“This is What Democracy Looks Like!”

Outside the Madison Capitol, a labor protest shirt hangs from the neck of a statue.

In Madison, thousands protest Governor Scott Walker’s anti-union bill as the labor movement embraces a new political strategy.

By: Juan Victor Fajardo

MADISON, Wis.—More than 100,000 people gathered around the state Capitol last Saturday to protest the back-door passing of an anti-union bill that will end the collective bargaining rights of organized labor groups in Wisconsin.

The protest drew the largest crowd yet of what is now a month-long series of rallies, sit-ins, and overnight vigils at the government building in the center of town, local authorities said.

Young and old, protesters welcomed home the 14 Democratic state senators who, in an attempt to halt the passing of the bill, fled Wisconsin to the neighboring state of Illinois for almost three weeks. Although Wisconsin’s Republican senators managed to pass the bill in a controversial legal maneuver, the fleeing 14 have become local celebrities of sorts. Now known as the “Fabulous 14,” they are Wisconsin’s new, if unlikely, labor heroes.

“This is what democracy looks like!” roared the thousands of students, teachers, and workers in hard hats surrounding the Capitol. “Enough is enough!” they chanted. “This is our house!”

The clamor echoed for blocks in Madison, where quiet signs of political protest littered the city.

The words “Strike Now!” were spray-painted on the walls of local grocery stores and coffee shops. A sign on a fraternity house read: “The Bro-Op Supports Workers Rights.” The marquee of the Orpheum Theater on State Street jokingly advertised Governor Scott Walker’s lead roll in the movie “Total Recall.”

For weeks, the struggle for collective bargaining rights in Madison has centered on mass mobilizations and on conquering the city’s public spaces. As of last Sunday, however, a new, more effective political strategy has been on the move.

Teacher unions and other organizing groups are currently focused on collecting enough signatures to recall Republican state representatives from their posts and repeal the union-bashing bill.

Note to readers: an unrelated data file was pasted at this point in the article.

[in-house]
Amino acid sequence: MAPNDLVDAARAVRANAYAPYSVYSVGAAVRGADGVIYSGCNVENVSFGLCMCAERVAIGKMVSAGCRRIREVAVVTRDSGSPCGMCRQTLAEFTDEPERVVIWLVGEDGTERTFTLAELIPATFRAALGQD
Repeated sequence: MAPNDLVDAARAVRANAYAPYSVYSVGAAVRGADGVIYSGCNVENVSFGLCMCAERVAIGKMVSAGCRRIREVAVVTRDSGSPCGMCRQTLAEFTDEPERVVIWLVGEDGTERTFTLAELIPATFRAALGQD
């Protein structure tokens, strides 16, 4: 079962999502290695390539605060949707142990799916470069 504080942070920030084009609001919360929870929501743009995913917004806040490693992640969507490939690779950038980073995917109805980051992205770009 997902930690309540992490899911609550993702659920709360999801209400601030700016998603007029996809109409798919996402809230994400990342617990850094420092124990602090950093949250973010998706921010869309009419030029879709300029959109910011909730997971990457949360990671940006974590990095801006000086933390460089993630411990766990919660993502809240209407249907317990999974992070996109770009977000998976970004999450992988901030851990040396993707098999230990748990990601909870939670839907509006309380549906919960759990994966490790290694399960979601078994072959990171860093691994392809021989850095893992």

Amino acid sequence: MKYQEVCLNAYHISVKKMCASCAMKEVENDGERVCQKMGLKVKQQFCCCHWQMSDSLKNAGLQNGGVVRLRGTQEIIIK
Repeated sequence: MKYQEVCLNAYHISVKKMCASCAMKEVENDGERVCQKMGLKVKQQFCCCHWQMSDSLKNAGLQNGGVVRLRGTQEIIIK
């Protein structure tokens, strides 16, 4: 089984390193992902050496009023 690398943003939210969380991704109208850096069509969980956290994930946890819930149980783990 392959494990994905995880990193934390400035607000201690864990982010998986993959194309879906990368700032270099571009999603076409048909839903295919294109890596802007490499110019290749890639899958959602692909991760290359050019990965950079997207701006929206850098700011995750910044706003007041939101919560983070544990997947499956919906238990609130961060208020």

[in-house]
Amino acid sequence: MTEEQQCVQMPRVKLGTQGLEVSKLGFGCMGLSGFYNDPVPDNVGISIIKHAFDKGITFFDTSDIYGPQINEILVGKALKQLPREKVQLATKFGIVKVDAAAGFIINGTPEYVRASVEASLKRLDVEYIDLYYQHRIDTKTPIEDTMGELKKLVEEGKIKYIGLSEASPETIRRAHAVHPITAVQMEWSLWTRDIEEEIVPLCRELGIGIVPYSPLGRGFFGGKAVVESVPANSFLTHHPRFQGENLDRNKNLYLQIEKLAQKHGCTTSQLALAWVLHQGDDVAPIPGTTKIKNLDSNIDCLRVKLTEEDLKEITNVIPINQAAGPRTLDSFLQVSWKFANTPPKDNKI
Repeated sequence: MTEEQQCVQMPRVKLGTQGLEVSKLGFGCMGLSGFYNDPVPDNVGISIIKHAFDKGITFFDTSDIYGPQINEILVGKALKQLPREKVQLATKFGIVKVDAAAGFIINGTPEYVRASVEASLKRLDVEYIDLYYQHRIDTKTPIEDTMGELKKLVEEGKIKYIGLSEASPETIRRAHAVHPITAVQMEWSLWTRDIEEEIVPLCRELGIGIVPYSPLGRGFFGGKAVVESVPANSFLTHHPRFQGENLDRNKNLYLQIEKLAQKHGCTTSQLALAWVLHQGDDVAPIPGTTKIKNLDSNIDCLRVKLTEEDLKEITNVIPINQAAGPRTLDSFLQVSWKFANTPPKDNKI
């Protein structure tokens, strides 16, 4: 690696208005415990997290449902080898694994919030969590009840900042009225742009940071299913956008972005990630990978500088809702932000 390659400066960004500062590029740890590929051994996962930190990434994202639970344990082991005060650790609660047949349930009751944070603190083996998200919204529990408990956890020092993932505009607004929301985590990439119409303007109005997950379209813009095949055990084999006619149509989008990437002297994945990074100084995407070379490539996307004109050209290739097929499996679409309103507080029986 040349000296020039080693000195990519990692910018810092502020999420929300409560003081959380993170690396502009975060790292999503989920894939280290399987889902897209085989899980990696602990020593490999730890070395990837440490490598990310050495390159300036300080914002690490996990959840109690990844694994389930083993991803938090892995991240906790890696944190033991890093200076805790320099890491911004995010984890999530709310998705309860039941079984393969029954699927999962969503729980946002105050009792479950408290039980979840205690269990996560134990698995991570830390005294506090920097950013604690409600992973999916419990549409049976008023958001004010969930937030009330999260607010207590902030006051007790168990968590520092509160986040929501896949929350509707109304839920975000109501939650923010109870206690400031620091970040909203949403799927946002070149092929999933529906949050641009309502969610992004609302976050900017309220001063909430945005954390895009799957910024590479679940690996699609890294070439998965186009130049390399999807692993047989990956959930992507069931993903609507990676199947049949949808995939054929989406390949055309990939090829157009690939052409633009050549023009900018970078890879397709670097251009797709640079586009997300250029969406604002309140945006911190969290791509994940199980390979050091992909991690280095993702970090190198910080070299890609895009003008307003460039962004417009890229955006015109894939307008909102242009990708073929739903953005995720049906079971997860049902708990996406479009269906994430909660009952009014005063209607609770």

Due to state regulation, the recall process could take as little as three weeks in the case of some senators and up to a year in the case of Governor Walker himself, who is seen as the leader of a full-blown attack on the working class of Wisconsin.

State representatives must have held their post for one full year before the can legally be recalled.  In order to activate the recall process, the labor movement must gather the signatures of 25 percent of those who voted to elect the representatives in their last elections.

The morning after Saturday’s protest, students and workers took to their phones and cars  to gather the signatures. Some dialed numbers from call centers in Madison while others drove out to the state’s most remote electoral districts to reach distant voters.

As canvassing crews drove away from Madison on Sunday, a tense calm overtook the city.  Slowly everything returned to normal.

Couples walked their dogs, a group of marathon runners sped past the university campus, and children perched along the city’s main streets to watch the Saint Patrick’s Day parade.

Outside the Capitol, a bronze statue stood in all of its stately glory with a crumpled red T-shirt hanging from its neck. “We are all Wisconsin!” the T-shirt read, and that too was part of this Midwestern town’s new “normal.”

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